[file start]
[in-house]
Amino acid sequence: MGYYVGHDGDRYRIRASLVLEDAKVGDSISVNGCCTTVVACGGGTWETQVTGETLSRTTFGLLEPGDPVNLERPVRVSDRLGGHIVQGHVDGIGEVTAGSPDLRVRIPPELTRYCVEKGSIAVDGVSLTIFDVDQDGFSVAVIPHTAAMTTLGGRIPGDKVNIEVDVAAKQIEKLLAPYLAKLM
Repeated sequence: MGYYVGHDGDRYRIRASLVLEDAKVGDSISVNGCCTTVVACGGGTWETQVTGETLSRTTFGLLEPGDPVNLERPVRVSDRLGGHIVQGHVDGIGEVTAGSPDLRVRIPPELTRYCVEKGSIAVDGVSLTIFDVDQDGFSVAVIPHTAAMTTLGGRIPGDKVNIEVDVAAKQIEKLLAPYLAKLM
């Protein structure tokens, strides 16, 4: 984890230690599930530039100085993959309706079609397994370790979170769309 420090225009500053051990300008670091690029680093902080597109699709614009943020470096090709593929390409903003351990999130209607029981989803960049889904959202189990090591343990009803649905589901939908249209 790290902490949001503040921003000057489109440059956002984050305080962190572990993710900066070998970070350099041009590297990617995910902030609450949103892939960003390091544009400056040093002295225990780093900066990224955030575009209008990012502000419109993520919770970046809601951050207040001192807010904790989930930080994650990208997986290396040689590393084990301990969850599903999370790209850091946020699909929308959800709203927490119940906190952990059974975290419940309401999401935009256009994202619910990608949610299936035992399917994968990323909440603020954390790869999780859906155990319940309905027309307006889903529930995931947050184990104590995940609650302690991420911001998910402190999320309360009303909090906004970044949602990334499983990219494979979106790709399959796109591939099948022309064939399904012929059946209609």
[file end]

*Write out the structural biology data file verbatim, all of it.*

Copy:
[in-house]
Amino acid sequence: MGYYVGHDGDRYRIRASLVLEDAKVGDSISVNGCCTTVVACGGGTWETQVTGETLSRTTFGLLEPGDPVNLERPVRVSDRLGGHIVQGHVDGIGEVTAGSPDLRVRIPPELTRYCVEKGSIAVDGVSLTIFDVDQDGFSVAVIPHTAAMTTLGGRIPGDKVNIEVDVAAKQIEKLLAPYLAKLM
Repeated sequence: MGYYVGHDGDRYRIRASLVLEDAKVGDSISVNGCCTTVVACGGGTWETQVTGETLSRTTFGLLEPGDPVNLERPVRVSDRLGGHIVQGHVDGIGEVTAGSPDLRVRIPPELTRYCVEKGSIAVDGVSLTIFDVDQDGFSVAVIPHTAAMTTLGGRIPGDKVNIEVDVAAKQIEKLLAPYLAKLM
């Protein structure tokens, strides 16, 4: 984890230690599930530039100085993959309706079609397994370790979170769309 420090225009500053051990300008670091690029680093902080597109699709614009943020470096090709593929390409903003351990999130209607029981989803960049889904959202189990090591343990009803649905589901939908249209 790290902490949001503040921003000057489109440059956002984050305080962190572990993710900066070998970070350099041009590297990617995910902030609450949103892939960003390091544009400056040093002295225990780093900066990224955030575009209008990012502000419109993520919770970046809601951050207040001192807010904790989930930080994650990208997986290396040689590393084990301990969850599903999370790209850091946020699909929308959800709203927490119940906190952990059974975290419940309401999401935009256009994202619910990608949610299936035992399917994968990323909440603020954390790869999780859906155990319940309905027309307006889903529930995931947050184990104590995940609650302690991420911001998910402190999320309360009303909090906004970044949602990334499983990219494979979106790709399959796109591939099948022309064939399904012929059946209609």